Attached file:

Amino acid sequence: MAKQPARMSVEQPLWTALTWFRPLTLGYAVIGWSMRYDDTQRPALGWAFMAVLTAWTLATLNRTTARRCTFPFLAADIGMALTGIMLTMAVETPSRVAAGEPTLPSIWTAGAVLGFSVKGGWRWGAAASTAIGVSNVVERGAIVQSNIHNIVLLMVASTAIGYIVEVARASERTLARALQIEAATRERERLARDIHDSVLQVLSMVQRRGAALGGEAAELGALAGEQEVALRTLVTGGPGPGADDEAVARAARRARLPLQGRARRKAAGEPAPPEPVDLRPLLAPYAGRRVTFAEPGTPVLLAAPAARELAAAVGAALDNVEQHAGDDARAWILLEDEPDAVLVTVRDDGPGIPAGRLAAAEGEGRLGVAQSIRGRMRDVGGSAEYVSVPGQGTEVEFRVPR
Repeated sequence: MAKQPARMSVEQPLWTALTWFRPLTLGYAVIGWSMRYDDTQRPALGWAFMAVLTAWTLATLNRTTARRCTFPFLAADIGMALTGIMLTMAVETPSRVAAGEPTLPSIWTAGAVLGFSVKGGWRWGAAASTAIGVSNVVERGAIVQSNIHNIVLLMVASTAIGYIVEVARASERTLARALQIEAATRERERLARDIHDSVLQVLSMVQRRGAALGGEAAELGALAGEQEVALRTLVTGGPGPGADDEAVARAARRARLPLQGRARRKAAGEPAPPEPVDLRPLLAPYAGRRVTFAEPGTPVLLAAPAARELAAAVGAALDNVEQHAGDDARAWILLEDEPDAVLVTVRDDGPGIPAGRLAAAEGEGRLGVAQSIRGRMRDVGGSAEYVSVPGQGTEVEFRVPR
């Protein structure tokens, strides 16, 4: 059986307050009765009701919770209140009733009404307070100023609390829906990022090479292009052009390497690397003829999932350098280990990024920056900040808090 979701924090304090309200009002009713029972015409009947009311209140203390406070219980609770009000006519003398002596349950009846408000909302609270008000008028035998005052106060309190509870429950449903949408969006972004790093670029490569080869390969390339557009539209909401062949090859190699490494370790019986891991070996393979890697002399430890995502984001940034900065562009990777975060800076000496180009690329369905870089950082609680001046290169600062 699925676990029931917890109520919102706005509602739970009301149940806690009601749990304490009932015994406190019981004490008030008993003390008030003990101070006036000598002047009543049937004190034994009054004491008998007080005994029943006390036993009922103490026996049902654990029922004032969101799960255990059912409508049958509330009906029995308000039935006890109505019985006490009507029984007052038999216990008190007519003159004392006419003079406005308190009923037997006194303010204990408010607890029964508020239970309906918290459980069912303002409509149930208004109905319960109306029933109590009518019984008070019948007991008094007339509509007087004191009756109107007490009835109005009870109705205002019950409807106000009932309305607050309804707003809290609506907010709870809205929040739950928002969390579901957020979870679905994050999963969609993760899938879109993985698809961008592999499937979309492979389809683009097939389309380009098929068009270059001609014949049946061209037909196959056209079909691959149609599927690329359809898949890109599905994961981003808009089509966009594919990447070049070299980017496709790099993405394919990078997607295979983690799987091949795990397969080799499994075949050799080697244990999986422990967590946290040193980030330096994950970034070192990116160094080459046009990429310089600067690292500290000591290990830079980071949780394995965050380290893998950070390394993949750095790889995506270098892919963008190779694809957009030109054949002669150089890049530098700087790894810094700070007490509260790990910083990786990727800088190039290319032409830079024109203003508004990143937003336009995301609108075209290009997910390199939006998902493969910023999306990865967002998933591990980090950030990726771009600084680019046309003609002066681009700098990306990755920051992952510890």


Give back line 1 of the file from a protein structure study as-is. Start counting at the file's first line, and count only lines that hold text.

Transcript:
Amino acid sequence: MAKQPARMSVEQPLWTALTWFRPLTLGYAVIGWSMRYDDTQRPALGWAFMAVLTAWTLATLNRTTARRCTFPFLAADIGMALTGIMLTMAVETPSRVAAGEPTLPSIWTAGAVLGFSVKGGWRWGAAASTAIGVSNVVERGAIVQSNIHNIVLLMVASTAIGYIVEVARASERTLARALQIEAATRERERLARDIHDSVLQVLSMVQRRGAALGGEAAELGALAGEQEVALRTLVTGGPGPGADDEAVARAARRARLPLQGRARRKAAGEPAPPEPVDLRPLLAPYAGRRVTFAEPGTPVLLAAPAARELAAAVGAALDNVEQHAGDDARAWILLEDEPDAVLVTVRDDGPGIPAGRLAAAEGEGRLGVAQSIRGRMRDVGGSAEYVSVPGQGTEVEFRVPR